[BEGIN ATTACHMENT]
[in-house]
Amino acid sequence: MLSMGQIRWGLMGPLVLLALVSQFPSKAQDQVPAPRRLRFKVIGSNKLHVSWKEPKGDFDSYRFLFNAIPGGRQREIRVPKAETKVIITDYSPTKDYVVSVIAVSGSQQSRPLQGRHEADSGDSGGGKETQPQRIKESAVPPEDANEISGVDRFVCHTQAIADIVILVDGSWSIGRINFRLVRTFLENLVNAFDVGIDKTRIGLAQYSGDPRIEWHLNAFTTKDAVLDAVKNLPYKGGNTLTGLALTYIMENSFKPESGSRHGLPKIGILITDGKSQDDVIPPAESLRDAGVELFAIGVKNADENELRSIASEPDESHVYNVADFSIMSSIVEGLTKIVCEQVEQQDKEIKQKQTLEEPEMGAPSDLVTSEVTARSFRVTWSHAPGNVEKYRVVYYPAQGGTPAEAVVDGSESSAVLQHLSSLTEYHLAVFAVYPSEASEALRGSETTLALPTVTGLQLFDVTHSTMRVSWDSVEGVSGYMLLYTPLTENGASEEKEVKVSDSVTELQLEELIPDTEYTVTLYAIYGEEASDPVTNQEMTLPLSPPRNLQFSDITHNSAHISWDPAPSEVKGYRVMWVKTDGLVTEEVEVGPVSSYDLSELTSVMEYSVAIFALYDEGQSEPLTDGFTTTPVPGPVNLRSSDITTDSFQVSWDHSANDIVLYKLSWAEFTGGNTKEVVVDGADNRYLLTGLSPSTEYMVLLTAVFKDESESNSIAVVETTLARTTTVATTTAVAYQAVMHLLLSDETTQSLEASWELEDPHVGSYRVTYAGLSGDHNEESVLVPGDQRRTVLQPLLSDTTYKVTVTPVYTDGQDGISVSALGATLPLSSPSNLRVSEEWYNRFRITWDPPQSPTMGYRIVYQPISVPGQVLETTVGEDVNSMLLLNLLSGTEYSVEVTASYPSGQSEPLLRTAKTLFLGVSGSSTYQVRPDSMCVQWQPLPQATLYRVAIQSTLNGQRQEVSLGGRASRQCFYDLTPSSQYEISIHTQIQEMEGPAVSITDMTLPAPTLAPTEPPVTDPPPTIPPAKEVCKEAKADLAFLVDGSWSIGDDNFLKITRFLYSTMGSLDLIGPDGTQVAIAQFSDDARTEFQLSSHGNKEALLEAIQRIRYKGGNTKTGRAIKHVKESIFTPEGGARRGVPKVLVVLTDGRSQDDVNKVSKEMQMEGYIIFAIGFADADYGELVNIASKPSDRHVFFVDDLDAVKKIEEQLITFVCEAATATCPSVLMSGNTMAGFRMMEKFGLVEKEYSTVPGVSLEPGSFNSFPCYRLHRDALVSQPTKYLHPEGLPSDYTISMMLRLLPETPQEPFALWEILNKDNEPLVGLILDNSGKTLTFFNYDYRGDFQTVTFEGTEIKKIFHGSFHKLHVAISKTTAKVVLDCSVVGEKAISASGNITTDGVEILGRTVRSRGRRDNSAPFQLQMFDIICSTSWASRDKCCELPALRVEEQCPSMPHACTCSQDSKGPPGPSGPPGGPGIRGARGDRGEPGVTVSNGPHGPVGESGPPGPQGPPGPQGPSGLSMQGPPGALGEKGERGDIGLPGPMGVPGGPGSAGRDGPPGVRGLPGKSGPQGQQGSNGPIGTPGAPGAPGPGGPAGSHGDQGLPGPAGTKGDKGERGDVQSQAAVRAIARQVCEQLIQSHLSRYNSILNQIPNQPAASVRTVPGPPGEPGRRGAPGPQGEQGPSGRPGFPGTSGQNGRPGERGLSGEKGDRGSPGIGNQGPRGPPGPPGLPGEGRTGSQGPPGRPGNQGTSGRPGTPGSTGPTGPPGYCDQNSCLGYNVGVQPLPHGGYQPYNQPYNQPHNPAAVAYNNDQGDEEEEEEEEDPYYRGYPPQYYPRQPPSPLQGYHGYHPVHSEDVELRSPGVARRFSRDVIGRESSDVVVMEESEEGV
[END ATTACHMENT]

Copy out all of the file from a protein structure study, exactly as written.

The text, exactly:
[in-house]
Amino acid sequence: MLSMGQIRWGLMGPLVLLALVSQFPSKAQDQVPAPRRLRFKVIGSNKLHVSWKEPKGDFDSYRFLFNAIPGGRQREIRVPKAETKVIITDYSPTKDYVVSVIAVSGSQQSRPLQGRHEADSGDSGGGKETQPQRIKESAVPPEDANEISGVDRFVCHTQAIADIVILVDGSWSIGRINFRLVRTFLENLVNAFDVGIDKTRIGLAQYSGDPRIEWHLNAFTTKDAVLDAVKNLPYKGGNTLTGLALTYIMENSFKPESGSRHGLPKIGILITDGKSQDDVIPPAESLRDAGVELFAIGVKNADENELRSIASEPDESHVYNVADFSIMSSIVEGLTKIVCEQVEQQDKEIKQKQTLEEPEMGAPSDLVTSEVTARSFRVTWSHAPGNVEKYRVVYYPAQGGTPAEAVVDGSESSAVLQHLSSLTEYHLAVFAVYPSEASEALRGSETTLALPTVTGLQLFDVTHSTMRVSWDSVEGVSGYMLLYTPLTENGASEEKEVKVSDSVTELQLEELIPDTEYTVTLYAIYGEEASDPVTNQEMTLPLSPPRNLQFSDITHNSAHISWDPAPSEVKGYRVMWVKTDGLVTEEVEVGPVSSYDLSELTSVMEYSVAIFALYDEGQSEPLTDGFTTTPVPGPVNLRSSDITTDSFQVSWDHSANDIVLYKLSWAEFTGGNTKEVVVDGADNRYLLTGLSPSTEYMVLLTAVFKDESESNSIAVVETTLARTTTVATTTAVAYQAVMHLLLSDETTQSLEASWELEDPHVGSYRVTYAGLSGDHNEESVLVPGDQRRTVLQPLLSDTTYKVTVTPVYTDGQDGISVSALGATLPLSSPSNLRVSEEWYNRFRITWDPPQSPTMGYRIVYQPISVPGQVLETTVGEDVNSMLLLNLLSGTEYSVEVTASYPSGQSEPLLRTAKTLFLGVSGSSTYQVRPDSMCVQWQPLPQATLYRVAIQSTLNGQRQEVSLGGRASRQCFYDLTPSSQYEISIHTQIQEMEGPAVSITDMTLPAPTLAPTEPPVTDPPPTIPPAKEVCKEAKADLAFLVDGSWSIGDDNFLKITRFLYSTMGSLDLIGPDGTQVAIAQFSDDARTEFQLSSHGNKEALLEAIQRIRYKGGNTKTGRAIKHVKESIFTPEGGARRGVPKVLVVLTDGRSQDDVNKVSKEMQMEGYIIFAIGFADADYGELVNIASKPSDRHVFFVDDLDAVKKIEEQLITFVCEAATATCPSVLMSGNTMAGFRMMEKFGLVEKEYSTVPGVSLEPGSFNSFPCYRLHRDALVSQPTKYLHPEGLPSDYTISMMLRLLPETPQEPFALWEILNKDNEPLVGLILDNSGKTLTFFNYDYRGDFQTVTFEGTEIKKIFHGSFHKLHVAISKTTAKVVLDCSVVGEKAISASGNITTDGVEILGRTVRSRGRRDNSAPFQLQMFDIICSTSWASRDKCCELPALRVEEQCPSMPHACTCSQDSKGPPGPSGPPGGPGIRGARGDRGEPGVTVSNGPHGPVGESGPPGPQGPPGPQGPSGLSMQGPPGALGEKGERGDIGLPGPMGVPGGPGSAGRDGPPGVRGLPGKSGPQGQQGSNGPIGTPGAPGAPGPGGPAGSHGDQGLPGPAGTKGDKGERGDVQSQAAVRAIARQVCEQLIQSHLSRYNSILNQIPNQPAASVRTVPGPPGEPGRRGAPGPQGEQGPSGRPGFPGTSGQNGRPGERGLSGEKGDRGSPGIGNQGPRGPPGPPGLPGEGRTGSQGPPGRPGNQGTSGRPGTPGSTGPTGPPGYCDQNSCLGYNVGVQPLPHGGYQPYNQPYNQPHNPAAVAYNNDQGDEEEEEEEEDPYYRGYPPQYYPRQPPSPLQGYHGYHPVHSEDVELRSPGVARRFSRDVIGRESSDVVVMEESEEGV